Testing the Plant DiTech
Phenotyping Platform for Use in Controlled Water Deficit Experiments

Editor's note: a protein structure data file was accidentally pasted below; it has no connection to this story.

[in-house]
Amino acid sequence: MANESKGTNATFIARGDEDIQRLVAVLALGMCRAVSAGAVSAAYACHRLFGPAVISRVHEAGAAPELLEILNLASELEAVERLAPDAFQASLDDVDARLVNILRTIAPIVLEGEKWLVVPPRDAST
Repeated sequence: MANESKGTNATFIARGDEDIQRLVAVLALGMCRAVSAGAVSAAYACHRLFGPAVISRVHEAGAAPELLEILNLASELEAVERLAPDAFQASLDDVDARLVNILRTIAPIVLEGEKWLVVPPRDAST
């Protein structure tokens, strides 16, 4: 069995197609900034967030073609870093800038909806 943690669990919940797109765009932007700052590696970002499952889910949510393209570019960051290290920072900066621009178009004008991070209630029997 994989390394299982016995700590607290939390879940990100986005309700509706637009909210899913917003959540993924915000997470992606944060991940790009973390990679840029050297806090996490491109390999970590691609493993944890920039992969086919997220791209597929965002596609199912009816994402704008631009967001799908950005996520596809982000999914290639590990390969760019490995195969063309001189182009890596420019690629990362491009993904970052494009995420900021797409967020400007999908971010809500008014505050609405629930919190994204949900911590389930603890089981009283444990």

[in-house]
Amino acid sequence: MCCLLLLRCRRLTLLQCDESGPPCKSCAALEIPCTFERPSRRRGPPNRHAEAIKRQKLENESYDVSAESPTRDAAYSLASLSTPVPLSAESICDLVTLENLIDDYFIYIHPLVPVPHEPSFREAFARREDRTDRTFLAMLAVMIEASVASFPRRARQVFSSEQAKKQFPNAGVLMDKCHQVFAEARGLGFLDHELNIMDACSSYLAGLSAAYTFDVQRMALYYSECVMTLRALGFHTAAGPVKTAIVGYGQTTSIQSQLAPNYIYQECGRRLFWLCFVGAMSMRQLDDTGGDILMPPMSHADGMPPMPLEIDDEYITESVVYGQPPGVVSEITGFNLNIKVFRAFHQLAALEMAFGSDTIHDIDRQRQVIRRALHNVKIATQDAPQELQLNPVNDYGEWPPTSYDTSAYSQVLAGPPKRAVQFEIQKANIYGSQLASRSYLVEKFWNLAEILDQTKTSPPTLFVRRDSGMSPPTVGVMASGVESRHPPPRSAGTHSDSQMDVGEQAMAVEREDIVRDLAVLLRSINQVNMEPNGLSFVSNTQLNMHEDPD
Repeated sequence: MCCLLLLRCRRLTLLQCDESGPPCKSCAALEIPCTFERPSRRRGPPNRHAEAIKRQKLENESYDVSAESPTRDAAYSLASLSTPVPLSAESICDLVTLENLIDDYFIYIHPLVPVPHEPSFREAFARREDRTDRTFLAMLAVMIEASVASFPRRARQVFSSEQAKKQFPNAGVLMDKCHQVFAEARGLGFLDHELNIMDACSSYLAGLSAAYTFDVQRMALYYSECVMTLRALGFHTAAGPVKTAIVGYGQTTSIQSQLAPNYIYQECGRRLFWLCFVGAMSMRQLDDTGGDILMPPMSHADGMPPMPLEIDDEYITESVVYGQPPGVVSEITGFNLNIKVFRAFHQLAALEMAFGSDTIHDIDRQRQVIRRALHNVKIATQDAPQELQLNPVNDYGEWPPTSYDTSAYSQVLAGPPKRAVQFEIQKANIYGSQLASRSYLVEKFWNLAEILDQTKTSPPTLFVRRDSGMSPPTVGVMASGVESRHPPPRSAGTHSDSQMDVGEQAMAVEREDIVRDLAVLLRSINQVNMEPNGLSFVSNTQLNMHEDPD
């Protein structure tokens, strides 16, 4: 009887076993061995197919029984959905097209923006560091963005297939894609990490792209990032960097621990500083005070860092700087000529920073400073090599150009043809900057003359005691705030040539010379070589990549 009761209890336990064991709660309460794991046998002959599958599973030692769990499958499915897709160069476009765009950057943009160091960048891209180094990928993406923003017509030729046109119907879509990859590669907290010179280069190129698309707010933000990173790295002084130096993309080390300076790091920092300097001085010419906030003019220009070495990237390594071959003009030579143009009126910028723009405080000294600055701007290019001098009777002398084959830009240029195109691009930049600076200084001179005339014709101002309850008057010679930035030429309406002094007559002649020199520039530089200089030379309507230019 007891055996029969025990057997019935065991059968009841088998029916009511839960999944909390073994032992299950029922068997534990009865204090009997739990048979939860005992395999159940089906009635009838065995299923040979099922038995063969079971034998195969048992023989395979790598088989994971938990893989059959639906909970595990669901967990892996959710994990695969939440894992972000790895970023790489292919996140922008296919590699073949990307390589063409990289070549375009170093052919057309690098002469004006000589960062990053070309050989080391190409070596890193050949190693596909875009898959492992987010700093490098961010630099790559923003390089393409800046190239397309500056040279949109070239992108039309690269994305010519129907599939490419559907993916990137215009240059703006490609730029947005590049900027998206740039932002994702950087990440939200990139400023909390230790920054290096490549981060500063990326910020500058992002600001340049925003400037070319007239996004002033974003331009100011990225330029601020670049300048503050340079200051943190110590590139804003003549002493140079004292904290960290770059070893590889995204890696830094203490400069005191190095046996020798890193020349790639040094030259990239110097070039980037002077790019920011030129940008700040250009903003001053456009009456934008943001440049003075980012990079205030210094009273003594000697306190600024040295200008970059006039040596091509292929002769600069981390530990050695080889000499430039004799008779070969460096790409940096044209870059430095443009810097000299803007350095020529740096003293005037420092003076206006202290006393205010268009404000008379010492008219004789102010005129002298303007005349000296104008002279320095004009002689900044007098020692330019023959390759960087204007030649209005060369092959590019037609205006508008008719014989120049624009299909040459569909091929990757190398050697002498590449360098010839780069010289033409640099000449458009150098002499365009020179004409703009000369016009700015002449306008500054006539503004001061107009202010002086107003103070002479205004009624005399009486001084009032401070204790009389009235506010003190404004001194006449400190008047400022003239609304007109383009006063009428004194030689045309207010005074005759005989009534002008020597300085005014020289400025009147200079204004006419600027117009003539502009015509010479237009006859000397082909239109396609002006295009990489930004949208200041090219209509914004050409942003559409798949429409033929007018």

Agriculture utilizes large quantities of freshwater resources to maintain crop production to a level that meets global demand. As the world population expands at a rapid rate, it is critical that we find more efficient ways to manage freshwater resources. The Plant DiTech Phenotyping Platform (Plant-DiTech LTD, Yavne, Israel) is a dynamic plant screening system that allows researchers to create controlled environments and rapidly collect a large quantity of physiological traits in real time. This platform opens the door to hundreds of potential experiments to explore growth trait responses to future environmental conditions and irrigation practices. Here, we test its utility on cultivated rice and upland cotton in a small pilot experiment. Cultivated rice (Oryza sativa ) and upland cotton (Gossypium hirsutim ) are both C3 crop species that are grown throughout the U.S. and many other countries and are critical for food and fiber production, respectively. Cotton is typically produced in the warm and dry regions of southern U.S. (USDA-ERS) where it heavily relies on irrigation practices to remain productive, while rice requires flooded conditions to maintain high productivity. Using these two test species for a preliminary experiment, a series of growth trait measurements in conjunction with system-recorded data by the Plant DiTech phenotyping platform are analyzed to test the linkages between organ- and canopy-level traits.